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{Originally published in the Colorado Springs Gazette, 2-9-06}

Last week I was invited to a conference on school reform. I spoke about the sorry state of mathematics education in America and how we can make it better.  You’d think math would be a bipartisan issue, but nothing is bipartisan in public education.  That’s why everybody in the room was conservative and Christian. 

I don’t often get asked to speak to that audience, so when I do I try to see it as a learning opportunity.  That day, I learned a great deal.

I learned that some Christians with training in science and math believe the earth to be six thousand years old.  One such individual, a civil engineer, complimented me on my talk and wanted to know if bad math in public schools explains why people believe in evolution.

I tried to explain as politely as I could that the same ideas of objective truth behind 2+2=4 are the same ones that lead us to conclude that evolution is factually correct and that the earth is about 4 billion years old.  We wound up having a long conversation afterwards, until I had to catch my plane.  I think we parted friends, but I kept thinking of the line from Hamlet:  “There are more things in heaven and earth, Horatio, than are dreamt of in your philosophy.” The range of human belief is truly astonishing.

I also learned that some Christians were learning things that were not true.  One speaker on the Intelligent Design versus evolution “controversy” said there were no transitional fossils, that Chinese paleontologists have falsified evolutionary theory and that nature contains “irreducibly complex systems that can’t be explained by evolution.”  These statements are all incorrect. 

But I also learned a lot about social conservatives, and came away with a better understanding of what they are worried about.  Much of their worries, I think, are well-founded.

I heard a speaker from the Heritage Foundation, Rebecca Hagelin, who wrote the book “Home Invasion”.  In addition to being a VP at Heritage, the nation’s leading conservative think tank, she’s a devout Christian and mother of three teenagers who is mad as heck about how hard it is for her to raise children in a world so at odds with the values she is committed to.  But what struck me most was that not once during her entire talk did she propose any kind of legislation to advance a “pro-family” agenda.  Nor indeed did any other speaker.

I had a nice talk with Hagelin afterwards.  I’m a founder of an anti-censorship organization, but I’m also a parent of teenagers, and I was amazed at how much we agreed on.  Sit down to dinner with your family every night.  Keep the TV off.  Be aware that corporate America markets aggressively to your kids.  Watch their computer use.  Get involved in their lives.  Treat boys and girls differently, because they really are different.  Simple common sense, really.  That these ideas even need articulating is a modern tragedy.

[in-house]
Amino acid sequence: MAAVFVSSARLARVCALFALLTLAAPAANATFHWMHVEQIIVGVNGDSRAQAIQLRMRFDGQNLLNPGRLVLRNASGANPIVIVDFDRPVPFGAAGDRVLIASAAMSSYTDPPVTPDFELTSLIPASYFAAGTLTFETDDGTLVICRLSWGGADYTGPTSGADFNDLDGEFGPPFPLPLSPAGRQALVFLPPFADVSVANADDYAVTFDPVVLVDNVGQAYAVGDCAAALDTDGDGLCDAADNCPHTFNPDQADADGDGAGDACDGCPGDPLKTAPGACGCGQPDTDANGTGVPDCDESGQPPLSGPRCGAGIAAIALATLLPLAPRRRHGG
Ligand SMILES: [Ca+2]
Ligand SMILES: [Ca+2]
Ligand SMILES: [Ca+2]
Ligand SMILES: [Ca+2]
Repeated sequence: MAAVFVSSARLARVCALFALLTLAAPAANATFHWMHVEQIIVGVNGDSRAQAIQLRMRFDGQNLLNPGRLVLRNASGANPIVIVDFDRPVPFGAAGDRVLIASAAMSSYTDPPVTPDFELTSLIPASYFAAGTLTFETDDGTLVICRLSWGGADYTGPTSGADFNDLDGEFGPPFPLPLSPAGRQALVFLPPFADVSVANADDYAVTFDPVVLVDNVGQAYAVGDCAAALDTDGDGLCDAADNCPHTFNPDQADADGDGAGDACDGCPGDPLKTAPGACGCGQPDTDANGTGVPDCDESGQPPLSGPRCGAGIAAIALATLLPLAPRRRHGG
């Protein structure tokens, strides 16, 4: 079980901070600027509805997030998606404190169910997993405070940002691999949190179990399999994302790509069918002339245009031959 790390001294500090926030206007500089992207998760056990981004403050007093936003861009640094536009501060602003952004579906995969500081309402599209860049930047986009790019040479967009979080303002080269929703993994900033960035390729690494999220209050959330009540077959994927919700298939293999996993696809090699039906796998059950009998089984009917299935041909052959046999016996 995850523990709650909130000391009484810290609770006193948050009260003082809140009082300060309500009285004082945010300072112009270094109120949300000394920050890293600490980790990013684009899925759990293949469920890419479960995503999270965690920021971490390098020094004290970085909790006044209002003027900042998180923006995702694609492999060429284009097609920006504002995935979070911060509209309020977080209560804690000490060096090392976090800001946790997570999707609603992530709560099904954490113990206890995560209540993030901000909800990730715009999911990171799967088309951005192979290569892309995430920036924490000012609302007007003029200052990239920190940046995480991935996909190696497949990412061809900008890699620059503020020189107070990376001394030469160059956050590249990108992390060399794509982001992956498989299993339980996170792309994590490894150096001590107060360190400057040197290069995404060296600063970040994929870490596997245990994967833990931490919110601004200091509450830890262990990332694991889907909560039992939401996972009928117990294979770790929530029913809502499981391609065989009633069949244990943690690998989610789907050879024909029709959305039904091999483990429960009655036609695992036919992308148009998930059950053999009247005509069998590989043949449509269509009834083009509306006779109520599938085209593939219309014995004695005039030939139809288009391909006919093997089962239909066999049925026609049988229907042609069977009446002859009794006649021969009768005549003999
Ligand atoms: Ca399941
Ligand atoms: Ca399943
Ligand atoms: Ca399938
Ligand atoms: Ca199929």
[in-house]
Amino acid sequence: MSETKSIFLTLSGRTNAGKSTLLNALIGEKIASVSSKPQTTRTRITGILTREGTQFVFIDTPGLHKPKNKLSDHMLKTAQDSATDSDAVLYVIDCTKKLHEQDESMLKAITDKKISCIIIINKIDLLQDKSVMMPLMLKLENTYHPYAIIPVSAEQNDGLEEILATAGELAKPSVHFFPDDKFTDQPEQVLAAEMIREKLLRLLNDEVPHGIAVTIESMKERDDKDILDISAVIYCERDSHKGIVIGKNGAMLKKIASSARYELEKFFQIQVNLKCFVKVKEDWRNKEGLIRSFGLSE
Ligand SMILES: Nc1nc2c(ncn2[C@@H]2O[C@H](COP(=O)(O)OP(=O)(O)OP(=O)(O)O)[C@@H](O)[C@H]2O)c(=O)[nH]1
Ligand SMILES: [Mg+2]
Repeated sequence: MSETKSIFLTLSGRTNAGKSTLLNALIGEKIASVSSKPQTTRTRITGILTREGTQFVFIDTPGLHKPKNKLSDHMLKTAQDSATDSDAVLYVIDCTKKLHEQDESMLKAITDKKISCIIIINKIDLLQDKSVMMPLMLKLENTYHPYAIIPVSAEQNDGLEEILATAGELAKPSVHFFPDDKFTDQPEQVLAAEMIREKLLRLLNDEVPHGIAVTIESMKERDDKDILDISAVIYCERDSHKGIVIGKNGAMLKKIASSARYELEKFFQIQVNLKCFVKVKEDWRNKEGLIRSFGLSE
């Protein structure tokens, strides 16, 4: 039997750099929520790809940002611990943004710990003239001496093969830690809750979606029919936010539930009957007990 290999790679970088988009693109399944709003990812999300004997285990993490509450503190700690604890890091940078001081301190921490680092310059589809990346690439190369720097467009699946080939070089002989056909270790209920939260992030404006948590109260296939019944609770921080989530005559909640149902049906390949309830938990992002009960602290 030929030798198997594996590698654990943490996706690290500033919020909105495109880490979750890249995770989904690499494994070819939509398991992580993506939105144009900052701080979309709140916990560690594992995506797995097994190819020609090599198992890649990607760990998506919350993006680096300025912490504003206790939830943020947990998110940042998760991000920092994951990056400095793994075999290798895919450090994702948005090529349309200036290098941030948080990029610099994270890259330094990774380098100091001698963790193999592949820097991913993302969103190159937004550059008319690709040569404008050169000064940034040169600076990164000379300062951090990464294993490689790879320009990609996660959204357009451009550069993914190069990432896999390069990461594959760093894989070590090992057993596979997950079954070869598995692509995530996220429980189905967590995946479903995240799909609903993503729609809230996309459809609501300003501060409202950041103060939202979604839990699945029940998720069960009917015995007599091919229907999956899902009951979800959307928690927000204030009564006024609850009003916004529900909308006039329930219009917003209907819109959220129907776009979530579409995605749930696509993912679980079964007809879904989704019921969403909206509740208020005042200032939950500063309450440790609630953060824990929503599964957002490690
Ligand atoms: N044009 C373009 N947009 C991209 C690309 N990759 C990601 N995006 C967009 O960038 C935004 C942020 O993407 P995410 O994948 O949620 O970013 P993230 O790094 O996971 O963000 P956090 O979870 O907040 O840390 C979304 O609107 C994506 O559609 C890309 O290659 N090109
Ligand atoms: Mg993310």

Still, it’s probably true that social conservatives will never be as comfortable with American popular culture as the mainstream American population that consumes it.  Which is too bad.  The ultimate irony of the Culture Wars is that much of the popular culture conservatives find so horrible actually supports their message.

Take “South Park”, for example.  I watch “South Park” not only because it’s hilarious but because it has a lot of messages that are good for my kids. There’s a particularly funny episode that has a sex ed class in kindergarten.  The moral?  Let kids be kids!  Sex education has been entering schools at younger and younger grades, to the point where it’s now destructive and harmful.  That message is very clear.  It’s also very conservative.

There’s another episode where the characters curse constantly.  The hero at the end points out that cursing too much is inappropriate and bad.  Also a very conservative message, and one that as a free speech advocate I nonetheless completely support.

I came away from the conference encouraged that at least some, and perhaps many social conservatives agree that government is not the solution to every problem.  If I could say one thing to social conservatives, it would be that America’s problem is not “too much freedom”.  It is too little responsibility.  On that day, anyway, I felt like the message was getting through.